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Synopsis Home 1 Samuel Chapter 20
1 Samuel
Introduction
Chapter 1
Chapter 2
Chapter 3
Chapters 4 to 6
Chapter 7
Chapters 8 to 10
Chapter 11
Chapter 12
Chapter 13
Chapter 14
Chapter 15
Chapter 16
Chapter 17
Chapters 18 and 19
Chapter 20
Chapter 21
Chapter 22
Chapter 23
Chapter 24
Chapter 25
Chapter 26
Chapter 27
Chapter 28
Chapters 29 and 30
Chapter 31

David a wanderer in the earth

David is now driven away from the presence of Saul, and becomes a wanderer in the earth. It is no longer entire submission to Saul, whilst himself the vessel of the energy of God. Driven away by Saul, David had returned to the source of God's testimony; and Saul had again dared to seek his life, even when he was with Samuel. He has completely thrown off the last restraint, and forgotten all that should have reminded him of God, and stayed his hand. Seeking his own glory, and taking advantage of his acquired position, the presence of Samuel has no longer any hold upon his conscience. It is even no longer "Honour me before the elders of my people"; he does not value the prophet at all; he comes, in spite of himself, under an influence which he has despised. David is thus shielded from his malice. He could not now return to Saul. It would have been to unite himself with the despisal of God's testimony. For, what can be done when a man prophesies, and yet runs counter to the power which he cannot deny? David takes flight. But Saul's state is again tested by this state of things. Jonathan can scarcely credit his father's ill-will. But, before putting it to the proof, his devotion to David is very plainly manifested. His faith and his heart acknowledge that which the blinded Saul cannot receive (chap. 20: 13 -- 17).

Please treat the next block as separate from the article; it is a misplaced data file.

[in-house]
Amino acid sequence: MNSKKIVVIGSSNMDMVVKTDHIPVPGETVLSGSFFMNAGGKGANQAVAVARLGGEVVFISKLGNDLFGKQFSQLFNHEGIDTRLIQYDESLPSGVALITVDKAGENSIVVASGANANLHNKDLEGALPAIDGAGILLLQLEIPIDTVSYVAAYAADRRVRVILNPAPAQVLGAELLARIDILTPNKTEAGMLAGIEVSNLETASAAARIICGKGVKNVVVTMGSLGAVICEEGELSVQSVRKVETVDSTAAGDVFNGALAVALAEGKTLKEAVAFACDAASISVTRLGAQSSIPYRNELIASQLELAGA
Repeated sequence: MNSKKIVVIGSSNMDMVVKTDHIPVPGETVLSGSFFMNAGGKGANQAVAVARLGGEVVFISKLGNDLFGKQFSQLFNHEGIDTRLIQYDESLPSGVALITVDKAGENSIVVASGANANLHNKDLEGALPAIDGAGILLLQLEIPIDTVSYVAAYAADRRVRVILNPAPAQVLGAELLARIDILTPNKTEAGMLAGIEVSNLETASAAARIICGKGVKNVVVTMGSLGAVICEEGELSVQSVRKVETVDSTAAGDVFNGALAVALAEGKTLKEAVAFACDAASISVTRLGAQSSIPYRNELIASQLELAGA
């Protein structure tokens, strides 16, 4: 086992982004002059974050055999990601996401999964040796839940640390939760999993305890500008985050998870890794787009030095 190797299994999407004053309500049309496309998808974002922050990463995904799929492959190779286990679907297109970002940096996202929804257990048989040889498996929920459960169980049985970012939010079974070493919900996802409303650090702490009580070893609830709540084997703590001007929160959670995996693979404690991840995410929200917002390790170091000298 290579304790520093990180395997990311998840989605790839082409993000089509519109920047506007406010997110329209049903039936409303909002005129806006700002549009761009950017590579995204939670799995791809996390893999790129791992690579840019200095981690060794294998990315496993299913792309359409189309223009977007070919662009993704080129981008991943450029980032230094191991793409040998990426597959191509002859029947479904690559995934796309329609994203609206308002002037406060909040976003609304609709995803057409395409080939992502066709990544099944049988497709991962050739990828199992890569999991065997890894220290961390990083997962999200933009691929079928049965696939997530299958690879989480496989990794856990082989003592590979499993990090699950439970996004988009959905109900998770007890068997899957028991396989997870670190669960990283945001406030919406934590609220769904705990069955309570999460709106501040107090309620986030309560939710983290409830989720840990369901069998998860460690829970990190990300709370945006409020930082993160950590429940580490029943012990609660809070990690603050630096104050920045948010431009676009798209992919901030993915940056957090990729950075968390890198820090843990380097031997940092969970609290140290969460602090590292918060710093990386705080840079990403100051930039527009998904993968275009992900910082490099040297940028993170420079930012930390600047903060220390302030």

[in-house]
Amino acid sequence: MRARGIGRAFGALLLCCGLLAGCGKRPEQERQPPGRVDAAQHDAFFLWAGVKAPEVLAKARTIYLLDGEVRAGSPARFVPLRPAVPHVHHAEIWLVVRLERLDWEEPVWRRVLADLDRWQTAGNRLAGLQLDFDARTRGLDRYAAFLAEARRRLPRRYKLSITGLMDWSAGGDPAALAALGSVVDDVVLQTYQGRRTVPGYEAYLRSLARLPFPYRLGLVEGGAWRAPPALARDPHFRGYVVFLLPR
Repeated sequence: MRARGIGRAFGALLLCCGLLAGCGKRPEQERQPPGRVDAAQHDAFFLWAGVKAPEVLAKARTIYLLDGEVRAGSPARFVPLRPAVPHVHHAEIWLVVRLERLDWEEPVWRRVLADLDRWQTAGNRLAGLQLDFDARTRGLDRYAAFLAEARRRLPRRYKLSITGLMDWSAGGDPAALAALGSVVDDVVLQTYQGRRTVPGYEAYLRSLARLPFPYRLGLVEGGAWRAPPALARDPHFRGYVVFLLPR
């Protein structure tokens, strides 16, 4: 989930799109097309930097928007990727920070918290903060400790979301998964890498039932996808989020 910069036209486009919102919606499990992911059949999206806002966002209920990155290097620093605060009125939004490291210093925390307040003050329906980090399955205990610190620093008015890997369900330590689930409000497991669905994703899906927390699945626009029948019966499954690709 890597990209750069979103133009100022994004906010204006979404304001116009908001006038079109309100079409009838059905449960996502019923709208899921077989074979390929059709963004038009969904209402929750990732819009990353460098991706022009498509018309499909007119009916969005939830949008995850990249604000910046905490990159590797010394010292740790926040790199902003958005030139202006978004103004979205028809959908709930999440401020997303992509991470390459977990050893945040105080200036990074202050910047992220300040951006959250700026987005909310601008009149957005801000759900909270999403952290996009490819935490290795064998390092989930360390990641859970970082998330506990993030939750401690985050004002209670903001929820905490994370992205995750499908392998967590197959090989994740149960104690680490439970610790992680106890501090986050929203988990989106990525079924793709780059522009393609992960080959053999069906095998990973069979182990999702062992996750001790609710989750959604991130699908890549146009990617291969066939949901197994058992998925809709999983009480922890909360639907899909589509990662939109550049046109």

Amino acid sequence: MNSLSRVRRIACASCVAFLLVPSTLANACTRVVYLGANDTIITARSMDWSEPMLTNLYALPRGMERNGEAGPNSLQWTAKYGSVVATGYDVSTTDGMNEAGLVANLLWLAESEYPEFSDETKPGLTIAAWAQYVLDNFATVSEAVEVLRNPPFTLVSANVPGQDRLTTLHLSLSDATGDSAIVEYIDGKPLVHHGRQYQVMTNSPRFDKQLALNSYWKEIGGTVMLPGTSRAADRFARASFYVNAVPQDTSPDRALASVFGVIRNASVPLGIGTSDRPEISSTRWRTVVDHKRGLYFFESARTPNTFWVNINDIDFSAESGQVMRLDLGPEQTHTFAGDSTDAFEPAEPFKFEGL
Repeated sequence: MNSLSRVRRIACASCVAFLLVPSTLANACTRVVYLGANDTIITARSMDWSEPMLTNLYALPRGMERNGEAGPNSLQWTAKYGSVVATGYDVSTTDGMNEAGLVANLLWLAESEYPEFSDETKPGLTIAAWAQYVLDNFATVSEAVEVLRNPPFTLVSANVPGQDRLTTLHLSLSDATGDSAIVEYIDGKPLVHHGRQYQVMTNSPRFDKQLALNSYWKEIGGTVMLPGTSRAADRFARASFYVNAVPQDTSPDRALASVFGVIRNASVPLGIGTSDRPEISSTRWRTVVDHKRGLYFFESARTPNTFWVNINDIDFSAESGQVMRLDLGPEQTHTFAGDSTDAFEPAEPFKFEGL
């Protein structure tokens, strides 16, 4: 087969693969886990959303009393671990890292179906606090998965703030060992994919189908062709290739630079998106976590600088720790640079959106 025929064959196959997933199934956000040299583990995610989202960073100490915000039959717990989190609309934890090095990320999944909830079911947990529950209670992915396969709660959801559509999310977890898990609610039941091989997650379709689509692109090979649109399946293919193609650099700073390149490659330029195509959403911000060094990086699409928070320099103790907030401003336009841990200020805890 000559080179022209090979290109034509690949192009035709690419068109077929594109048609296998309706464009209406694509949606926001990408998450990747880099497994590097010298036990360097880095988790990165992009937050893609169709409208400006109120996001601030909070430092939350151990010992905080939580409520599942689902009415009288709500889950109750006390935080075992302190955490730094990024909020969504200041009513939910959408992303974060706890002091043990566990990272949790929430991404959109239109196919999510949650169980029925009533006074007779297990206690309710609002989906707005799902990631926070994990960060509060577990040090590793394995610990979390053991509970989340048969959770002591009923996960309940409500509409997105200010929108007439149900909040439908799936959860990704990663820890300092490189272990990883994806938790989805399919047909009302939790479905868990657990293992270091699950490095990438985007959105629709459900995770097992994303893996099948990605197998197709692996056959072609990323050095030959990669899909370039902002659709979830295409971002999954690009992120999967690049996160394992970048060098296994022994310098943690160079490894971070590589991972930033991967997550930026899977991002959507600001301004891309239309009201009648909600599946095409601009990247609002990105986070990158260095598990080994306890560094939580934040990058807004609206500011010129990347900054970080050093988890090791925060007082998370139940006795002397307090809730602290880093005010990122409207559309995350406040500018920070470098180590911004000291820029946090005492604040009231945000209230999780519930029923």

Jonathan's love for David

Even when David is driven away, Jonathan's faith is not shaken; his heart is not separated from the one whom his soul loved, when, radiant with youth and the glory of his victory over Goliath, David replied to Saul with a modesty that heightened its lustre. He loves him when dishonoured and a fugitive. He acknowledges him as God's elect, and links the hopes of his house with the glory of his beloved [1]. But Jonathan does not follow David, and he falls with Saul. Whatever opinion we may entertain with respect to the typical meaning of this part of his history, we see in him that whatever is allied to the carnal system, which is outwardly connected with the interests of the people and name of God, falls, as regards this world, with the system that perishes entirely.

David, informed by Jonathan of Saul's state of mind, departs; and Jonathan returns into the city.

[1] See chapter 23: 16, 17. But what Jonathan proposed there could not be; that is, connection between the old system in the flesh and God's grace and purpose. Jonathan, though loving David, walked with the old, which God was going to judge.

Synopsis by John Darby